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Sound Advice: How to Get My Baby to Sleep All Night?

Expert recommendations for helping baby sleep (so you can too)

In this Sound Advice column, we asked Rest To Your Nest‘s Mary Cantwell—voted Best Sleep Specialist in the DFWChild 2022 Best for Families Awards—for her expert advice on this burning question: “How do I get my baby to sleep through the night?” — Lauren, Dallas

A: New parents are often asked, “Is the baby sleeping through the night yet?” The crazy thing is that none of us sleep through the night! We wake up, go through multiple cycles, crest at the top of a sleep cycle and put ourselves back to sleep without even realizing it. So, I would pose this question: How do we build and maintain a solid sleep hygiene routine and sleep foundation? 

Sleep specialist Mary Cantwell, photo courtesy of Ren Morrison Photography
Sleep specialist Mary Cantwell, photo courtesy of Ren Morrison Photography

No matter our child’s age, the most underutilized tool is sleep environment. Here are the optimal elements for a sleep-conducive environment: 

Cool temperature. Have a temperature of 68–72 degrees. 

Dark room. Absence of light cues our body for sleep. 

Sound machine and colored night lights. Use a sound machine to help replicate the womb and soften outside sounds. If older kids need a night light, or for night feedings for babies, utilize a red or orange night-light or feeding light, as those hues promote melatonin production. 

Separate sleep space. Babies should use a firm sleep surface such as a crib or bassinet until they outgrow it; a playard (such as the well-known Graco Pack ’n Play) and then a bed can be used for older kids. 

Swaddle or sleep sack. A swaddle will soften the Moro reflex (the startle reflex). Transition to a sleep sack when your baby starts to roll. 

No electronics. The blue light from these devices inhibits melatonin production. 

For newborns, circadian sleep rhythms are highly immature and focus on sorting out day and night confusion. To help this process, keep the lights on and use a regular tone of voice during your baby’s awake time. When it is sleep time, bring down your voice, lower the lights and keep the house more quiet.   

For guidance on when to lay your baby down, utilize age-appropriate wake windows (the period between when they wake until the next nap) in conjunction with sleep cues (such as yawning, staring into space, rubbing eyes). Newborns can handle 45–60 minutes of wake time before getting overtired, something that makes it harder for them to fall asleep and stay asleep longer. So, when your baby gets proper rest during the day, they’ll actually sleep better at night.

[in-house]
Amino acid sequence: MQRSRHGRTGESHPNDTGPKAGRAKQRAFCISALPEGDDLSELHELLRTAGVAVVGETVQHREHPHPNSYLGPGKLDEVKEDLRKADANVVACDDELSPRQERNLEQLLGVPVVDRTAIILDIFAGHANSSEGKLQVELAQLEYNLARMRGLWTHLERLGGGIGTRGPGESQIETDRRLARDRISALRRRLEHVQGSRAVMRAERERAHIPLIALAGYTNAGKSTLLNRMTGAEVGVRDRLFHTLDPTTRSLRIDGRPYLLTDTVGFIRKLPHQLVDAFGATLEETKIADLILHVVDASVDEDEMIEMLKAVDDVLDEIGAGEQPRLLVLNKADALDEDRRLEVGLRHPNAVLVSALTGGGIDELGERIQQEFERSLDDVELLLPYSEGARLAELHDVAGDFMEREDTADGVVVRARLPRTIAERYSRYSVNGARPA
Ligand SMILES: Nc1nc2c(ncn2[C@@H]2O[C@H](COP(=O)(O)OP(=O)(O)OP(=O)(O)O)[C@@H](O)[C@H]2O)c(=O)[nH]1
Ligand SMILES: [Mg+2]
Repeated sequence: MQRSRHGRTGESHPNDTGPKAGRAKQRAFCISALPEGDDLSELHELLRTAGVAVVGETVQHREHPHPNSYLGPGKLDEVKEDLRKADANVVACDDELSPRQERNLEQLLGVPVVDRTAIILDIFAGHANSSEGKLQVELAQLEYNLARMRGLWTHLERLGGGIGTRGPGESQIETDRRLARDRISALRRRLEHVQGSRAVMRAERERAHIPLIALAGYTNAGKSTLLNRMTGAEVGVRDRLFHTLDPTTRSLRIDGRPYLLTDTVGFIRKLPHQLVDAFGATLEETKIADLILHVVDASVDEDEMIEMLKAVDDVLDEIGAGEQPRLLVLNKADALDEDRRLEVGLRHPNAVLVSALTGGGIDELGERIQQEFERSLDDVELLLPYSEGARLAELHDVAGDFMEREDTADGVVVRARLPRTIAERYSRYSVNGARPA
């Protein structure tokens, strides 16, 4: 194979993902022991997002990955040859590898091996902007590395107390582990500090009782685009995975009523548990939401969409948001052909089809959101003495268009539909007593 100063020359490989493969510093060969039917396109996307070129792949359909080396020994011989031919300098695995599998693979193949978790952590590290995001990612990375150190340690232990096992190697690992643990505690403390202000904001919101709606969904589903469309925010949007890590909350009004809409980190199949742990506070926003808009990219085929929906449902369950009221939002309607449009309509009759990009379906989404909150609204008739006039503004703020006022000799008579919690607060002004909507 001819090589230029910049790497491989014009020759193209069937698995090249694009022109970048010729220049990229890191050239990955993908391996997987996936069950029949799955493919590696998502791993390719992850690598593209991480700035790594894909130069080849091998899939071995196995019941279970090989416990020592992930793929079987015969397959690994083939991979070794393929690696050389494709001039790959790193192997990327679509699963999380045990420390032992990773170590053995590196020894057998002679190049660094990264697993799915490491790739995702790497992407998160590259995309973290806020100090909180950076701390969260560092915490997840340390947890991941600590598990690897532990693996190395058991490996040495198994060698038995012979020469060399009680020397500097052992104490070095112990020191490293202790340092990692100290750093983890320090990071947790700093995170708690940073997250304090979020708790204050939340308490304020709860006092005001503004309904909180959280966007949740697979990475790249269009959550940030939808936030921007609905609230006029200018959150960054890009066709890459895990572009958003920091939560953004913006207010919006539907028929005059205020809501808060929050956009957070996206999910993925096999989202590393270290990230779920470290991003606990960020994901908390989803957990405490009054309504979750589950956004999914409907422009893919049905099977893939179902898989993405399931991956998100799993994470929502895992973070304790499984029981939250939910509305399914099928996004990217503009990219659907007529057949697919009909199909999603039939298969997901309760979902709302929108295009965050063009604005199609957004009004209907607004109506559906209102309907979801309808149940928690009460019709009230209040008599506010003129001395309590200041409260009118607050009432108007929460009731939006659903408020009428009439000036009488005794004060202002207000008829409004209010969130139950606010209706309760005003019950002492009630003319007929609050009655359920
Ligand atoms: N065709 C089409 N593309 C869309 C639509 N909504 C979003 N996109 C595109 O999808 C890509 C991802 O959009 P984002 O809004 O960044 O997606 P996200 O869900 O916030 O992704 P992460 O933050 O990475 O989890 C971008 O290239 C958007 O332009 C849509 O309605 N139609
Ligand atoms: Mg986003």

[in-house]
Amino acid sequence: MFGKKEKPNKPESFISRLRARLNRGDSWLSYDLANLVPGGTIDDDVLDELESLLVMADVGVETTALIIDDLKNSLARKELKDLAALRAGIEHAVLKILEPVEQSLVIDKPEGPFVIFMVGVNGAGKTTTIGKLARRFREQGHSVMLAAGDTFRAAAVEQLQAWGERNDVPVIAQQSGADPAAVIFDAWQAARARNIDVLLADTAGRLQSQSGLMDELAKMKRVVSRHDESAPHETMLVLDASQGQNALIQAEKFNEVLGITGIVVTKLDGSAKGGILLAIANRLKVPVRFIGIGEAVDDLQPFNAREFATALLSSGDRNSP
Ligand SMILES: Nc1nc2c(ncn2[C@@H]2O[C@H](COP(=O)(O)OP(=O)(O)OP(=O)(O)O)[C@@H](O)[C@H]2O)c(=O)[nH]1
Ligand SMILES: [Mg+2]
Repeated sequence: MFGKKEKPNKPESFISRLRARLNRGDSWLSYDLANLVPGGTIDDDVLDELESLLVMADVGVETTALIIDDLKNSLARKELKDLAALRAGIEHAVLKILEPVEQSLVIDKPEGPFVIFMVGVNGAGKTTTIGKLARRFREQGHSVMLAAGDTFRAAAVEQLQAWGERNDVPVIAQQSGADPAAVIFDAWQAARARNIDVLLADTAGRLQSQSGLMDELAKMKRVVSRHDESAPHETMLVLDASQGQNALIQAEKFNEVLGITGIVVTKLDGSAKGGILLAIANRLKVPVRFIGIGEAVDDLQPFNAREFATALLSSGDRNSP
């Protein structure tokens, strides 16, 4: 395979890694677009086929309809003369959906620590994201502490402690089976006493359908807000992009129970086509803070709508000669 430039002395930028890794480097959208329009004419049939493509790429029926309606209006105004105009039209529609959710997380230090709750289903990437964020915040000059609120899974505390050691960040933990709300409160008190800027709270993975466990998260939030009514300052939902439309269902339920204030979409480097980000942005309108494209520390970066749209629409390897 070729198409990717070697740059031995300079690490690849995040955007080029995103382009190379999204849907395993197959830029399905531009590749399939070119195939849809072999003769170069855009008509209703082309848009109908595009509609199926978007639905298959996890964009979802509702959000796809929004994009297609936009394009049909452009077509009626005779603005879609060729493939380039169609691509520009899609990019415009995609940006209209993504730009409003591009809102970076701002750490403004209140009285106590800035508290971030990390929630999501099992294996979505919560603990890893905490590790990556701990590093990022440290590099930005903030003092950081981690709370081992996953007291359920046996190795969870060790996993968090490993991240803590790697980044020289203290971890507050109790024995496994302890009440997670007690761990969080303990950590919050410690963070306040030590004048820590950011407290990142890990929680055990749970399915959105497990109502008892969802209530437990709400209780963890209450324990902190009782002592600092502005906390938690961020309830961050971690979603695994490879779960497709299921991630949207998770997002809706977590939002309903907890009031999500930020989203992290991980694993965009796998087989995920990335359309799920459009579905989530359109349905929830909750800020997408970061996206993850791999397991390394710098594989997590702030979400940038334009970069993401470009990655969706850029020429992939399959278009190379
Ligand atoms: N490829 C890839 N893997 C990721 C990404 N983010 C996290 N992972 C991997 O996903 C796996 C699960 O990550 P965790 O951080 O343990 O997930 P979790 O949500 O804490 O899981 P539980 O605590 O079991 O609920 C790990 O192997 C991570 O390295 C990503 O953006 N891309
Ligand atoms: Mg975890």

As we reach 6–8 weeks, babies can start to follow simple cues, which means it’s time to start consistently implementing a brief sleep routine. The routine could go something like this: sound machine, light on low, diaper change, swaddle, lights out, rock, and lay baby down drowsy but still aware. Sometimes your baby will go to sleep easily, and other times they will need more parental assistance (rocking, shush patting, etc.) to fall asleep. 

You will notice bedtime moving earlier as your child gets closer to 4 months, which is also when circadian sleep rhythms are mature. At that point, or when you and your baby are ready to do parental-led sleep teaching, utilize your chosen sleep-teaching method. The method you choose is completely up to you. With families I work with, I go over different options based off age, what fits their family and the child’s personality and where the child is at from a sleep perspective. 

Sleep will change as babies grow and develop. A solid sleep environment, sleep routine and age-appropriate schedule will help you through every stage. If you are running into a wall on the sleep front, I encourage you to reach out to a sleep consultant or specialist. 

RELATED: Better Sleep for Kids, Especially Those with Autism

Top image: iStock